eXtensions - Thursday 16 April 2020
Thursday Diversion: Online Teaching; Apple Updates; Questions on Lenses
By Graham K. Rogers
As I have now been asked to teach two courses, starting later this month, I need to learn how to run a virtual classroom. Several countries, cities and companies have banned Zoom: the latest I saw was Standard Chartered Bank. Nonetheless it figures prominently in the list sent out by the IT experts at the international college where I have to teach. Also in the list is Google Meetings (no thanks) and Microsoft Teams, which a friend is using in industry here, and Cisco Webex Meetings.
I was able to register easily for this online with email and was sent a link to set up the password. That sent me to a login page which needed a password, so I had to use the Forgot Password option and was sent another email to link to another web page so I could set a new password. It seemed a little complex, but it was not the worst experience as I tried to set up an online shopping app later in the day which would not accept the first attempt then locked me out for too many tries.
The WebEx app for the desktop is not available in the App Store, so needs to be downloaded from the company site. The PKG file contains a process that checks to see if the app can be installed. I ran it twice and it just stopped with no information about what it was doing. I had an idea and switched to the Admin account (after putting the PKG in the Drop Box) and ran the installer from there: in one. Back in the User account, I opened the app, entered my details and was ready to roll.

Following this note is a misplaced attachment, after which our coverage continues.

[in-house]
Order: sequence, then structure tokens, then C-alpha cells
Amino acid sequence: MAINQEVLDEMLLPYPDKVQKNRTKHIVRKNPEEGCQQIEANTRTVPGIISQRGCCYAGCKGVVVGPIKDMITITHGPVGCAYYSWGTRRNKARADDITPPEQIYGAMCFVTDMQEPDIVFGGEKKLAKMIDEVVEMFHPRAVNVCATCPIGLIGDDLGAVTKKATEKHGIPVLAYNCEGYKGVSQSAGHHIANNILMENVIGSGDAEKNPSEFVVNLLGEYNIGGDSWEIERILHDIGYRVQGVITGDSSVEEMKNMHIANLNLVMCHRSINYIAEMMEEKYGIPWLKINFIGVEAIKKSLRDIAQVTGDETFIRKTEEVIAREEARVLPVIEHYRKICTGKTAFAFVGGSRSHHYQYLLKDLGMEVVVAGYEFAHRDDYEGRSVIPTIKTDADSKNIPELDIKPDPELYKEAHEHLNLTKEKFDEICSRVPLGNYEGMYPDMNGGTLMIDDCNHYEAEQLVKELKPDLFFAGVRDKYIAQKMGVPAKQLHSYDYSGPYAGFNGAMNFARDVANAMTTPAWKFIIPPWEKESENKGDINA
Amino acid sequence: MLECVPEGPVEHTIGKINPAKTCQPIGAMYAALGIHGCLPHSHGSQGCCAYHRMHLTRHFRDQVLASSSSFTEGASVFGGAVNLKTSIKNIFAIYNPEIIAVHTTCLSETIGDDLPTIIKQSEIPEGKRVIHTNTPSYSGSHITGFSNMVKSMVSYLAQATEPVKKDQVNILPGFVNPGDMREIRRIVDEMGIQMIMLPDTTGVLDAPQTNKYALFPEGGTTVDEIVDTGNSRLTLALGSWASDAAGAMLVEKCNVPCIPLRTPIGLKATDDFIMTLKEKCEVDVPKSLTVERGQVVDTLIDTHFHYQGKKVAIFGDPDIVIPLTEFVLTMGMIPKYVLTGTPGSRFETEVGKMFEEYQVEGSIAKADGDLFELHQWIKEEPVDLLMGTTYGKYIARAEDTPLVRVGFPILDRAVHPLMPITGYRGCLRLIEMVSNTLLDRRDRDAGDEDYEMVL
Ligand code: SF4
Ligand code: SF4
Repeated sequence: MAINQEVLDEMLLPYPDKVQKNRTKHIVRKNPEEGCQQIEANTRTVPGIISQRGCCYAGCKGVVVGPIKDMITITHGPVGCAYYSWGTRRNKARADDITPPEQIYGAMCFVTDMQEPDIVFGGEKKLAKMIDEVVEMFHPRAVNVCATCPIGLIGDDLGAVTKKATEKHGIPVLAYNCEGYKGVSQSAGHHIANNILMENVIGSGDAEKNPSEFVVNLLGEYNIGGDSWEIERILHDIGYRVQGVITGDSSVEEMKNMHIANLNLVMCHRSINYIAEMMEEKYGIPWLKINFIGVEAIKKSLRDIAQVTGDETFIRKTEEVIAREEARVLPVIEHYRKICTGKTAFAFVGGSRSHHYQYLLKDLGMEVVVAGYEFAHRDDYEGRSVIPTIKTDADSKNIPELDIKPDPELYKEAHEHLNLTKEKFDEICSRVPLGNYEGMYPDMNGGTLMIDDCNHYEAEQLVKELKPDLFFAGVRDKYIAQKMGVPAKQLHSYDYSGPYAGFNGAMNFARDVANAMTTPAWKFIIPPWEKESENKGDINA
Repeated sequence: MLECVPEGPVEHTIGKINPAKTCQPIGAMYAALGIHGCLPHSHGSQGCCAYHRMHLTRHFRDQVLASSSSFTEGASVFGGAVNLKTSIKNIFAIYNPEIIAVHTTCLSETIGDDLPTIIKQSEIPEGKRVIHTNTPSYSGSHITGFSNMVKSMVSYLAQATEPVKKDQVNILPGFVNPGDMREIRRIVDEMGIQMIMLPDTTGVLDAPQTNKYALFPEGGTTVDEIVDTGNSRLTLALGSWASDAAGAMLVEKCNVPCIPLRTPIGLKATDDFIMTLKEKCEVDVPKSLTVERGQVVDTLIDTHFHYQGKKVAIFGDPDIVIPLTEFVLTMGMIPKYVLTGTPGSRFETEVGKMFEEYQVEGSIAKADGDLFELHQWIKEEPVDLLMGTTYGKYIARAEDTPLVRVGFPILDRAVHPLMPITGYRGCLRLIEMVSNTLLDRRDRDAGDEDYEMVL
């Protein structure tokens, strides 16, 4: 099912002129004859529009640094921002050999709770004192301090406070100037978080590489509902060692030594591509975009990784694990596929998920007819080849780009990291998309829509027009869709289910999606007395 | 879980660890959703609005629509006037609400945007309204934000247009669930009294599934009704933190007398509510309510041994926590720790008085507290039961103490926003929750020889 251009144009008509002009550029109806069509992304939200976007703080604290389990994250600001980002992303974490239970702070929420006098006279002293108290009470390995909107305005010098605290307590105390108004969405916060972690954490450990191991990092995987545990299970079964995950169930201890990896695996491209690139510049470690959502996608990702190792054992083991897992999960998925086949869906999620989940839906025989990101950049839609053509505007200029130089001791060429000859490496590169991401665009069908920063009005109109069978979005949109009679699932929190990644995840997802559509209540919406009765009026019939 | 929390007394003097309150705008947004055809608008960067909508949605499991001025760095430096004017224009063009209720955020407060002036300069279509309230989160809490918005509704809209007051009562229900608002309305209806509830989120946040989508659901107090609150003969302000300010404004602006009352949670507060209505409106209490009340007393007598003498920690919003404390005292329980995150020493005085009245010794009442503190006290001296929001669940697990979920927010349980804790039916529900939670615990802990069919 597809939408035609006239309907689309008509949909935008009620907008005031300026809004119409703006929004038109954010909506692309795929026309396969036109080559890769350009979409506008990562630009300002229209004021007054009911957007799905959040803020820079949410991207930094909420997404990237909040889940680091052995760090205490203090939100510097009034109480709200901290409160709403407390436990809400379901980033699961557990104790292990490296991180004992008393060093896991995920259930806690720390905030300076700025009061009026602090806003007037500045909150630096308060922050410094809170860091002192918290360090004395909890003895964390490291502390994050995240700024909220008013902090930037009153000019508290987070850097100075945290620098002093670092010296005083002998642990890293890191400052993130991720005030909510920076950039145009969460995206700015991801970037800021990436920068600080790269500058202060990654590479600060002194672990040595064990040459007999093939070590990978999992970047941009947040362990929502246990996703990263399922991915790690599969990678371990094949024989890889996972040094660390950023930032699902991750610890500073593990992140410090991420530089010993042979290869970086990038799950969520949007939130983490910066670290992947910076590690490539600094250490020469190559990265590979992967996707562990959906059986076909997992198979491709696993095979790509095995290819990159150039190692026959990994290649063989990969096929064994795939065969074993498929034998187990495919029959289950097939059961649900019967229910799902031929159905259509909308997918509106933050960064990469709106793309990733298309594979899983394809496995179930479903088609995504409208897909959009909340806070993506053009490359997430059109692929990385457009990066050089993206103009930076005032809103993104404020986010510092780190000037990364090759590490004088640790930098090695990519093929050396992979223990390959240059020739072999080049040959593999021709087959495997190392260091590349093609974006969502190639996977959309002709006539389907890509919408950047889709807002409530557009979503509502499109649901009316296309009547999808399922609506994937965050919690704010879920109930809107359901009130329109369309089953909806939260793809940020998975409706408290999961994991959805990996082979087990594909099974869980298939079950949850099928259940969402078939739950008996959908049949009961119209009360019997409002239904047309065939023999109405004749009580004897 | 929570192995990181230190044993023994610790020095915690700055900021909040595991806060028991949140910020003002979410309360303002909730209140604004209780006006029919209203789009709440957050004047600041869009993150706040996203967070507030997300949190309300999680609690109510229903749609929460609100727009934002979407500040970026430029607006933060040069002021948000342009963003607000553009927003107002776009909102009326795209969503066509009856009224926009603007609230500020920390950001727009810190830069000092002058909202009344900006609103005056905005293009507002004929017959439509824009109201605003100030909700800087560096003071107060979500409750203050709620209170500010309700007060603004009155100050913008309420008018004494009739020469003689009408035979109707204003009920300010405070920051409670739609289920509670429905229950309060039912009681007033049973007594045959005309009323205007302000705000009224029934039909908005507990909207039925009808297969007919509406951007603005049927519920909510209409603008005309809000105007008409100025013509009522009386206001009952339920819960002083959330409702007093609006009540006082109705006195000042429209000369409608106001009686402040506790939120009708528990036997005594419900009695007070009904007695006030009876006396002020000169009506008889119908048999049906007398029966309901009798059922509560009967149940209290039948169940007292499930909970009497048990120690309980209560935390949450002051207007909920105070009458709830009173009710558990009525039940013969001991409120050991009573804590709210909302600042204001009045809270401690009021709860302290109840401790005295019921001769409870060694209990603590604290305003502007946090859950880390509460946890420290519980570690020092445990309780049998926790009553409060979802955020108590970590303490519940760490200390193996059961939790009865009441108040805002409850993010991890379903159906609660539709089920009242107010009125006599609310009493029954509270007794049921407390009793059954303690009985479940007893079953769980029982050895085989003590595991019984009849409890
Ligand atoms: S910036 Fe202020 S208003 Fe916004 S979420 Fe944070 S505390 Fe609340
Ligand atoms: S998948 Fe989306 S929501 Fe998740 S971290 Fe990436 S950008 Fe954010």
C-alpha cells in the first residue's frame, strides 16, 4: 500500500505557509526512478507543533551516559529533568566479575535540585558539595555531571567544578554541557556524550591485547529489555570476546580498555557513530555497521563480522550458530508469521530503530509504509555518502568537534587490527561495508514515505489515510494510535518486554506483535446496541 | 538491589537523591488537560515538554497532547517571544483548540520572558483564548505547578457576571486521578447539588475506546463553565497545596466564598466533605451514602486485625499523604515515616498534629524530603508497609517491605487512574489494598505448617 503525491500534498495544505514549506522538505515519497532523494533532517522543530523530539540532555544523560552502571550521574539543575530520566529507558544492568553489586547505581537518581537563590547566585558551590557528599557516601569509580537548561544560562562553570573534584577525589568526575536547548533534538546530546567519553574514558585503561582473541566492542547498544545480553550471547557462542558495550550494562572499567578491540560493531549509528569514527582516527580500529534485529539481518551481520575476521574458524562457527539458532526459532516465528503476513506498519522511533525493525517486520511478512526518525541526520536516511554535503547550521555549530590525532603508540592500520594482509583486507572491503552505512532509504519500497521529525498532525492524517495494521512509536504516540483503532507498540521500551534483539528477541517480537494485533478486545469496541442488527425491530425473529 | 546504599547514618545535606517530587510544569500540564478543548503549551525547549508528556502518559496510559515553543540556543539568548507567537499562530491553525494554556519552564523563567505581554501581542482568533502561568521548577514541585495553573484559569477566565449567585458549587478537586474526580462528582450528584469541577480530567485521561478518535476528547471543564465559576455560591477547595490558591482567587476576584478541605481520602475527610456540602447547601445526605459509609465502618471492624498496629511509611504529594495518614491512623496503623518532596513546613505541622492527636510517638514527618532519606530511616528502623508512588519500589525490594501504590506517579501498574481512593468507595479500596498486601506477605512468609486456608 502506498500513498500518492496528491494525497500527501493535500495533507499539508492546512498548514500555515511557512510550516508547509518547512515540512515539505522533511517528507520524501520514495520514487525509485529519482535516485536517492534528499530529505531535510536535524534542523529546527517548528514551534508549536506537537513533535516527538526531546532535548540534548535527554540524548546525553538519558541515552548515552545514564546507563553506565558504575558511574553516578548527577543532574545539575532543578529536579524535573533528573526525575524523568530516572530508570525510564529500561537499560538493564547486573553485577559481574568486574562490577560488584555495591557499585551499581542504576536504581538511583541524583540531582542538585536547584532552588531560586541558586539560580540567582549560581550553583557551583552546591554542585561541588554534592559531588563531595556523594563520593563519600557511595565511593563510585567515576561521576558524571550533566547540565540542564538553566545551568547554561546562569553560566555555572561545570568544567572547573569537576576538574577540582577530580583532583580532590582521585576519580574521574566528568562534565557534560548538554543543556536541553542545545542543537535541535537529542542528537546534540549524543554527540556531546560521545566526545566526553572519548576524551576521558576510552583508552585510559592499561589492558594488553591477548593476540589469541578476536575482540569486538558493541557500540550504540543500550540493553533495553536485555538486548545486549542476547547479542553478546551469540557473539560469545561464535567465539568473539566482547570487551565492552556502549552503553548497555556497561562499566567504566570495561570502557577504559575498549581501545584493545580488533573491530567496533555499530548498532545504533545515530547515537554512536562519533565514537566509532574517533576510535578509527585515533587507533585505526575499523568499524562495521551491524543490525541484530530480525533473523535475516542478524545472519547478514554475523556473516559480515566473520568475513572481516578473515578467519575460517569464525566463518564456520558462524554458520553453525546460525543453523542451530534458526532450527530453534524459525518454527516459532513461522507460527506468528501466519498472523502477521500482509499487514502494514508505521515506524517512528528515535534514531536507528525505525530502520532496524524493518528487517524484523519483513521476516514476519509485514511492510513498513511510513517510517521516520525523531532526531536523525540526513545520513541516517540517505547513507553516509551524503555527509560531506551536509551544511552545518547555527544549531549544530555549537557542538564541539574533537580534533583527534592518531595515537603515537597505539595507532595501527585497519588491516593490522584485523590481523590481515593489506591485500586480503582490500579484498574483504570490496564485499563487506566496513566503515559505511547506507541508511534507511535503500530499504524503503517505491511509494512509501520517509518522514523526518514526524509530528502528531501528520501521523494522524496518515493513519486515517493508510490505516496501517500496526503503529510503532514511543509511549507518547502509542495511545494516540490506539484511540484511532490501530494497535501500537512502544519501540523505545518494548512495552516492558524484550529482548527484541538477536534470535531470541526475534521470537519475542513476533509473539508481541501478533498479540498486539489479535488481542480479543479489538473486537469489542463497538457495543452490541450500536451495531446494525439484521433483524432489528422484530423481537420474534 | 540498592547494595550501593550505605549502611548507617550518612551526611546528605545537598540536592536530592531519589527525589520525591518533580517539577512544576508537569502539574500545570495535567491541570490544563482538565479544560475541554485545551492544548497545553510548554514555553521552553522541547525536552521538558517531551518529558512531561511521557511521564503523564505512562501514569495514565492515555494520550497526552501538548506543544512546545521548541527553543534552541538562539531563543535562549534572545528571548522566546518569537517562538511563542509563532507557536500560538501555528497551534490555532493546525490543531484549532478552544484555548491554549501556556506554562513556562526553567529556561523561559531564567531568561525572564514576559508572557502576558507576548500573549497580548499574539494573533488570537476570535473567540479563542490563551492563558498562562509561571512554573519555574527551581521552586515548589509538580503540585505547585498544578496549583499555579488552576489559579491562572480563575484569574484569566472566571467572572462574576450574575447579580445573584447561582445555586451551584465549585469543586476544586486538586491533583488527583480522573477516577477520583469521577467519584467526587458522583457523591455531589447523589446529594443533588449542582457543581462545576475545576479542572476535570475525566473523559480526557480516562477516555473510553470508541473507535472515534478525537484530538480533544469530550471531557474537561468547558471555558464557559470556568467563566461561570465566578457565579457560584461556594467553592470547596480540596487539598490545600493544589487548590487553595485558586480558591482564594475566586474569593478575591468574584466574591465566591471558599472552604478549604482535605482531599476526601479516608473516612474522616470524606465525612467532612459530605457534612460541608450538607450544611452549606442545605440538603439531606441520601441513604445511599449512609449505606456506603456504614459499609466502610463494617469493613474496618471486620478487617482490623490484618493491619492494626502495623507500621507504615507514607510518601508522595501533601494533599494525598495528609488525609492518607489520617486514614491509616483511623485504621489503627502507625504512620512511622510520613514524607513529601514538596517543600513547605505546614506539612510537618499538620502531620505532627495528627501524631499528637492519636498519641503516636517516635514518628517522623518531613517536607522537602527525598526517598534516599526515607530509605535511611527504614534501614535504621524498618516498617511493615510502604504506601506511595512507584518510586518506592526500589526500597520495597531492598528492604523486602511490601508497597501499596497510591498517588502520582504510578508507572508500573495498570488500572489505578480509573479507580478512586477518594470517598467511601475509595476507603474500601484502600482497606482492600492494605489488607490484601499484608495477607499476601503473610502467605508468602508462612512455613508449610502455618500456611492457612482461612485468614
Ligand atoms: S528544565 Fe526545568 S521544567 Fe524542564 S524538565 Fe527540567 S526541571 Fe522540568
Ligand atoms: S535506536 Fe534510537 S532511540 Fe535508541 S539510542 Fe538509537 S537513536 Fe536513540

I also downloaded iOS and iPadOS versions, so that I can run a session from any of the devices I have (hopefully), but without anyone yet registered in the class, I cannot test it out. Like a lot of classes, I am going to be making it up as I go along. On Thursday I saw an update to the iOS and iPad versions. WebEx is one of those apps that Siri refuses to recognise on the Mac. There was an update to the desktop app, and mercifully this was possible to do from within the User account.
Of course the moment I started to update my devices, there was a power cut at the condo. There was a massive explosion outside and I suddenly realized WiFi had gone. I completed the downloads on iPhone and iPad Pro using the personal hotspot, but was unable to install on the iPad. It was below the 50% battery level and with no power it was pointless plugging it in. It took 30 minutes for the power to come back on and then of course there is an additional delay while the condo router starts itself up, so about an hour after the cut I was finally able to install on the iPad Pro.
I also had a message on the Apple Watch later because there was an update to version 6.2.1 for watchOS.
Apple iPhone SE - Image courtesy of Apple
Rather than the specifications of the SE with the A13 processor, one site made more of the 5W charger that ships with the phone when it is capable of 18W charging. There was of course no comparison with other handset makers whose phones may ship with no charger. Michael Zhang at Petapixel is positive about the camera and discusses its specifications, calling it "the best single-camera system ever to appear in an iPhone".